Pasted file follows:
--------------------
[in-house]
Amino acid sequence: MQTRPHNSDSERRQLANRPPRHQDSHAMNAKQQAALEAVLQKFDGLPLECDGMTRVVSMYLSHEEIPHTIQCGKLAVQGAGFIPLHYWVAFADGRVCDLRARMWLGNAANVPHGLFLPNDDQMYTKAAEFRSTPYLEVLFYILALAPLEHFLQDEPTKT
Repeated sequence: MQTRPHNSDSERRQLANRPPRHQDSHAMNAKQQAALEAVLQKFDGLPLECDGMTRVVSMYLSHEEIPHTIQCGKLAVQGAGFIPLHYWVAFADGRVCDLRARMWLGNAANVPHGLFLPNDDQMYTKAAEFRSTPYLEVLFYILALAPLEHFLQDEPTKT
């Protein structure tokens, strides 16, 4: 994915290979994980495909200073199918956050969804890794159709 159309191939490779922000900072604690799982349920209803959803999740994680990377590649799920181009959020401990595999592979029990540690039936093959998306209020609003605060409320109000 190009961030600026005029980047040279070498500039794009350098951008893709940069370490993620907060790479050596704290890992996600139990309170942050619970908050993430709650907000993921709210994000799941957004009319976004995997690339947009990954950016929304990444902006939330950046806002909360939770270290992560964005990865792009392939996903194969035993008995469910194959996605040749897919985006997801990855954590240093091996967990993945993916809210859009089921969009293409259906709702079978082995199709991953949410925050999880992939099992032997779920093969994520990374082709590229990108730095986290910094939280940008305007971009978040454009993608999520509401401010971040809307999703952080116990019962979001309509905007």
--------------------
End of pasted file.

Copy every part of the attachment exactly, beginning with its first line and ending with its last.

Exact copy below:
[in-house]
Amino acid sequence: MQTRPHNSDSERRQLANRPPRHQDSHAMNAKQQAALEAVLQKFDGLPLECDGMTRVVSMYLSHEEIPHTIQCGKLAVQGAGFIPLHYWVAFADGRVCDLRARMWLGNAANVPHGLFLPNDDQMYTKAAEFRSTPYLEVLFYILALAPLEHFLQDEPTKT
Repeated sequence: MQTRPHNSDSERRQLANRPPRHQDSHAMNAKQQAALEAVLQKFDGLPLECDGMTRVVSMYLSHEEIPHTIQCGKLAVQGAGFIPLHYWVAFADGRVCDLRARMWLGNAANVPHGLFLPNDDQMYTKAAEFRSTPYLEVLFYILALAPLEHFLQDEPTKT
């Protein structure tokens, strides 16, 4: 994915290979994980495909200073199918956050969804890794159709 159309191939490779922000900072604690799982349920209803959803999740994680990377590649799920181009959020401990595999592979029990540690039936093959998306209020609003605060409320109000 190009961030600026005029980047040279070498500039794009350098951008893709940069370490993620907060790479050596704290890992996600139990309170942050619970908050993430709650907000993921709210994000799941957004009319976004995997690339947009990954950016929304990444902006939330950046806002909360939770270290992560964005990865792009392939996903194969035993008995469910194959996605040749897919985006997801990855954590240093091996967990993945993916809210859009089921969009293409259906709702079978082995199709991953949410925050999880992939099992032997779920093969994520990374082709590229990108730095986290910094939280940008305007971009978040454009993608999520509401401010971040809307999703952080116990019962979001309509905007």